• Suppressing appetite and reducing food intake. The long-time diet containing Yerba Maté reduced consumption of food by rats and mice [3,13,18]. These effects are probably performed by altering the level of nonapeptide Y, which is a regulator of appetite, in brain (rat: [3]). Some data indicate the influence of Yerba Maté on leptin concentration in rodent’s brain [13]. Other data do not validate the effect of chronic dietary intake of Yerba Maté on leptin concentration in murine blood [3,10].
  • Slowing the rate of food’s passage through the intestines and fecal output in overweight patients [17].
  • inhibiting the differentiation and growth of adipose cells isolated from obese rats and cultured in vitro [2,20]. The in vivo and in vitro studies on obese rats demonstrated, that Yerba Maté can down-regulate the expression of a number of genes that promote adipogenesis and up-regulate the expression of genes related to the inhibition of adipogenesis, which can mediate the plant effect on rat adipogenesis [20].
  • Reducing the activity of enzymes of lipid synthesis and lipids’ accumulation in adipose cells and liver of obese rodents [2].
  • Stimulating lipolysis [4].
  • Increasing burning (oxidation) of fat in human sportsmen and healthy volunteers [21-24] and mice [25] and energy expenditure in mice [3]. On the other hand, the antioxidant properties of Yerba Maté polyphenols [6,25] and their ability to reduce oxidation of lipids in humans [4] has been reported. The reported differences in plant effects could be explained by differences in experimental models and treatments used in different studies.
  • Increasing energy expenditure during exercise in humans [2,3,21-23].
  • Affecting microbiota in human digestive system which play an important role in food digestion and fat metabolism [2,26,27].

Possible Adverse Side-effects

The majority of the performed studies determined no negative effects of Yerba Maté consumption on health of animals [15,28] and human beings [17-19]. Yerba Maté is a very popular drink in some countries, and its production and consumption is not limited by any legislative or medicinal regulations. Nevertheless, the epidemiological studies provided indirect evidence that Maté consumption could be associated with development of cancers of the oral cavity and oropharynx [29]. Few cases of toxic effects of consuming preparations containing Yerba Maté on humans including ischemic stroke have been reported [30].

The adverse effect of Yerba Maté could be explained not by the plant itself, but presence of benzo[α]pyrene and other molecules with toxic, irritating [4] and carcinogenic [31] activity.

Conclusion and Recommendations

Yerba Maté indisputably belongs to the category of efficient functional food (food with added value). Despite their potential adverse side-effects, Yerba Maté has many positive effects on health. At present more than 60 patents for products at the basis of Yerba Maté constituents related to the pharmaceutical area, food supplements and beverages, cosmetics, and nutraceuticals have been issued [8].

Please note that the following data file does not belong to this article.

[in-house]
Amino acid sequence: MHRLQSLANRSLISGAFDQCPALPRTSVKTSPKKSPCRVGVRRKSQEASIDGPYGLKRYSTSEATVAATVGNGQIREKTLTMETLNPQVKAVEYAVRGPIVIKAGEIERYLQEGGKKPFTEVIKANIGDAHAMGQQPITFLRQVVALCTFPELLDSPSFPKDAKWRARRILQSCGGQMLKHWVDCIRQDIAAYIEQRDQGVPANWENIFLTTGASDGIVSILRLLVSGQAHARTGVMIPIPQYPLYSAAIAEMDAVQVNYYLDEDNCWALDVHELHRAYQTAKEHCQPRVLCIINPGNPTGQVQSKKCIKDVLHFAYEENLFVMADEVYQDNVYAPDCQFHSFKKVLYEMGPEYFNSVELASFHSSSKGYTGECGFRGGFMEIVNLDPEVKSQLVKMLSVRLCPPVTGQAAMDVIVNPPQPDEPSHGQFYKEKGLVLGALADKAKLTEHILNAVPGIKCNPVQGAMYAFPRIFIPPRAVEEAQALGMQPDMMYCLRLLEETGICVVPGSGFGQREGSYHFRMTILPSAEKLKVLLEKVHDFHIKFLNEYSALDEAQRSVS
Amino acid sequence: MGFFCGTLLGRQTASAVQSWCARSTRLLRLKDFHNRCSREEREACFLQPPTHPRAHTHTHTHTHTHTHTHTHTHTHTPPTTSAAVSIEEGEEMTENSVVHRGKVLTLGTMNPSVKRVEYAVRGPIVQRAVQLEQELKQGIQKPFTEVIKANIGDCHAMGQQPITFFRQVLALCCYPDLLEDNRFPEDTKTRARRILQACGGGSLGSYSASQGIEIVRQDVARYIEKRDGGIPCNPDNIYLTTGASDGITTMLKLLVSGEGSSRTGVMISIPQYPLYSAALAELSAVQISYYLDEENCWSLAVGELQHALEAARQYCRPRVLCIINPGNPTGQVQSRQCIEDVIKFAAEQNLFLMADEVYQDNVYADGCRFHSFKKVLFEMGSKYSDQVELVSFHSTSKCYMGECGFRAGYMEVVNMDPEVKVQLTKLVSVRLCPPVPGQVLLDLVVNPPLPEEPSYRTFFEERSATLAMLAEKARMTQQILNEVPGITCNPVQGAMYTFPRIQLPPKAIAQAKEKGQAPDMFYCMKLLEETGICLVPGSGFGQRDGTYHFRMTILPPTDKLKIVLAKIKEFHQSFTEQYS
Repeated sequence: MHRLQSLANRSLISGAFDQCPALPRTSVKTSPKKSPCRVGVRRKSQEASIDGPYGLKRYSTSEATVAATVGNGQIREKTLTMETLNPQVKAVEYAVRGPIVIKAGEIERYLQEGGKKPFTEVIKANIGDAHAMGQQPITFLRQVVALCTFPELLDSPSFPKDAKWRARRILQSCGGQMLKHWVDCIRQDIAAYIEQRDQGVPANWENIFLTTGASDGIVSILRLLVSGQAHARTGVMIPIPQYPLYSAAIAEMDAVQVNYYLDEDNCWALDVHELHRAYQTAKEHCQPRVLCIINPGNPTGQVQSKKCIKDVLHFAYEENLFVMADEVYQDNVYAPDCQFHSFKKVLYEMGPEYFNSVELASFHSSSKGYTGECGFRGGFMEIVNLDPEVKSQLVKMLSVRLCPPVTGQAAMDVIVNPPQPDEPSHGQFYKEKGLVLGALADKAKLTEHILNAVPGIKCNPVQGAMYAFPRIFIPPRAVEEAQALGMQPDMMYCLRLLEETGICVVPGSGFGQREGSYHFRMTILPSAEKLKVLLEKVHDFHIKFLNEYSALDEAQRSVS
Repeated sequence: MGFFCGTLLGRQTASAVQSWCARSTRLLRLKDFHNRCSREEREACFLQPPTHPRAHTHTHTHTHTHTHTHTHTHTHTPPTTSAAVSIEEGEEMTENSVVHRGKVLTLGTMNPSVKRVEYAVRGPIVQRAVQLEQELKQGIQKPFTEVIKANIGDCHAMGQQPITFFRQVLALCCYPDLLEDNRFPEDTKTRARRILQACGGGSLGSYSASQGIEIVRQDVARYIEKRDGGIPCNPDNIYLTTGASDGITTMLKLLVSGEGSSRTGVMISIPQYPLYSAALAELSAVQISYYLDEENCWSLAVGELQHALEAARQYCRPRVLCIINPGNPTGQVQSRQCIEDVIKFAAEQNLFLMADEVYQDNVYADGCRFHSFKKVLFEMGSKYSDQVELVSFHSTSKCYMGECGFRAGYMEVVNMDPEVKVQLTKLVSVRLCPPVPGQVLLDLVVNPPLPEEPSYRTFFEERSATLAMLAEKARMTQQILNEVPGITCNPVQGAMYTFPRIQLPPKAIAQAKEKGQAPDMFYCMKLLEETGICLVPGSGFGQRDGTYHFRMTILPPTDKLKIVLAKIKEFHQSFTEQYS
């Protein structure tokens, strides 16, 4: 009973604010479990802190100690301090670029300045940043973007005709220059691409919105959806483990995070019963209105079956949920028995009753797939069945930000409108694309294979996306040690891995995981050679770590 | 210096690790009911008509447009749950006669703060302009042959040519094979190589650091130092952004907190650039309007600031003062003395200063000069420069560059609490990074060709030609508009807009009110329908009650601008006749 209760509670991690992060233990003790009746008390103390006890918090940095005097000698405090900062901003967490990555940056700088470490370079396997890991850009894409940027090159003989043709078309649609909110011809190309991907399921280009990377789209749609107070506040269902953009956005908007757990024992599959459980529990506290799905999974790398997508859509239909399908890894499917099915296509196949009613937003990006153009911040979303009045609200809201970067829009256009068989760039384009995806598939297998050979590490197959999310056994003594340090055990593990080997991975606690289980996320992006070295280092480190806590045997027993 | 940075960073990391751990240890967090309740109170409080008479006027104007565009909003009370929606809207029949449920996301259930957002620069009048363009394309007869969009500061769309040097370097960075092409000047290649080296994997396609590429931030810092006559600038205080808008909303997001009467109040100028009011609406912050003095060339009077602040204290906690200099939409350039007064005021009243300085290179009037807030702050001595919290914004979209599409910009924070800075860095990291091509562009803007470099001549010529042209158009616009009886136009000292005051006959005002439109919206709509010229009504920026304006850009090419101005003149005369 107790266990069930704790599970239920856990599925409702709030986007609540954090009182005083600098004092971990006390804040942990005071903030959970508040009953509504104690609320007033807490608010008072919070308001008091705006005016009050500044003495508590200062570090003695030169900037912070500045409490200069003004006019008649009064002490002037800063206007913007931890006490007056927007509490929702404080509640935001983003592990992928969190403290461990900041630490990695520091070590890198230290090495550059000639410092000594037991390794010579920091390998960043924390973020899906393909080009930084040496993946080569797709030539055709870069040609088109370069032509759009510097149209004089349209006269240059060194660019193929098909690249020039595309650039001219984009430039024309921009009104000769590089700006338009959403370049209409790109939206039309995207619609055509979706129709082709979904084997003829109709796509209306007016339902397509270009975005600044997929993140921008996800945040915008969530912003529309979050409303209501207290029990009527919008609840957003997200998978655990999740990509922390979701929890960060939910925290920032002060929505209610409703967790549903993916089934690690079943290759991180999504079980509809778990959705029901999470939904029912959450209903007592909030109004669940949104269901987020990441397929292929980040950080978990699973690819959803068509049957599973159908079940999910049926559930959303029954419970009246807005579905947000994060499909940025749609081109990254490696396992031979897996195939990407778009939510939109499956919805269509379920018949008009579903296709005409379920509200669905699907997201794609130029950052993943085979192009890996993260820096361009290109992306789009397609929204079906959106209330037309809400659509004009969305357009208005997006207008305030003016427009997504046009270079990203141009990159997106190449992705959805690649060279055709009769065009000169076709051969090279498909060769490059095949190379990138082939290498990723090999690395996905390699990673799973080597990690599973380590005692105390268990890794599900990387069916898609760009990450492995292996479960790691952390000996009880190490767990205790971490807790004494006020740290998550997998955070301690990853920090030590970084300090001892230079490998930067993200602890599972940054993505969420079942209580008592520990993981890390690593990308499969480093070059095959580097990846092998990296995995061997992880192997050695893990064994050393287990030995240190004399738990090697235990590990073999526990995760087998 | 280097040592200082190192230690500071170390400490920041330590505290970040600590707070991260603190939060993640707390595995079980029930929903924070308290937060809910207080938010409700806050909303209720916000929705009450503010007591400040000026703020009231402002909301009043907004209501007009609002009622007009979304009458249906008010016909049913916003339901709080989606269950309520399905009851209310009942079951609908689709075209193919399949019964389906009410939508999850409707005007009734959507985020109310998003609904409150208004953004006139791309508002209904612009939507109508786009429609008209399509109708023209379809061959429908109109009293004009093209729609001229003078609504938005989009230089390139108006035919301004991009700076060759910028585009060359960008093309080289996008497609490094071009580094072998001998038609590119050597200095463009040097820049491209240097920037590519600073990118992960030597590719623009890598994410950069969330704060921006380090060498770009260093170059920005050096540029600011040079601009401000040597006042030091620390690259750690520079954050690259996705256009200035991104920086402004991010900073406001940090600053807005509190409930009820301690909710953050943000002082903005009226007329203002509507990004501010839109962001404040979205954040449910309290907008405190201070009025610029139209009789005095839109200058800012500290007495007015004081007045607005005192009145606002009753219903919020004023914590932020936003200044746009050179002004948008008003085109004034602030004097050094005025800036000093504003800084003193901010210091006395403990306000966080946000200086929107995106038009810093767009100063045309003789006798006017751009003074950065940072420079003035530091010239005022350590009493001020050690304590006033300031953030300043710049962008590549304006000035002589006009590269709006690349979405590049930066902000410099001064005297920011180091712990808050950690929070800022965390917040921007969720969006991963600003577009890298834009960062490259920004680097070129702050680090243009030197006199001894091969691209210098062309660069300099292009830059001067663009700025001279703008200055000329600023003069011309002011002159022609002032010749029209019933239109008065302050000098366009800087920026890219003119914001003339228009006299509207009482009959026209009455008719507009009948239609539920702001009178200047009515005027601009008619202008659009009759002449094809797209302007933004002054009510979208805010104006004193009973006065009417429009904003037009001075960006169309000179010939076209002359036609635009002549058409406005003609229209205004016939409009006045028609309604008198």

Simultaneously, Yerba Maté is a promising candidate for a natural product which could be used to manage lipid metabolism and in prevention and treatment of obesity. Existing data on the effect of Yerba Maté on weight reduction are currently limited, indefinite, and contradictory. The animal studies demonstrated the species-specific character of Yerba Maté effect. At present, the positive effect of Yerba Maté on weight loss in humans was validated only by one clinical study [19] and one successful experiment [17], in which Yerba Maté was only one component in the tested mixture. Other studies have not confirmed this effect. The reported studies remain contradictory probably because of the variability in initial state of patients and methodology of treatment (see above) including quality and dose of administrated plant (see below). Therefore, further, and more profound human studies are needed to identify the characteristics of Yerba Maté on health including fat storage, its positive and adverse effects. At present the clinical application of Yerba Maté on weight loss requires further validation and is premature.

Clinical experiments demonstrated that Yerba Maté can be efficient at a large spectrum of daily doses – 0.112 g [18], 1 g [21,24], 3 g (corresponding 107 mg of phenols and 84.24 mg of chlorogenic acid; [11]), 50 g or 100 g [7,19]. Recommended dose is consumption of 0.5 l [23] to 1 l [10] of the beverage a day. Cold Maté beverage stimulates fat oxidation and dissipation of heat more than warm [23]. An extract from a fresh plant is preferable. Fermentation of the Yerba Maté plant, similarly as in black tea and oolong, leads to reduction of its antioxidation capacity [32].

Taken together, the available reports indicate the positive effects of Yerba Maté on human health. Moreover, there are indications that this plant could be promising for phytotherapy of obesity. Nevertheless, there is currently insufficient data of the clinical studies for conclusion concerning applicability of this plant as an anti-obesity drug.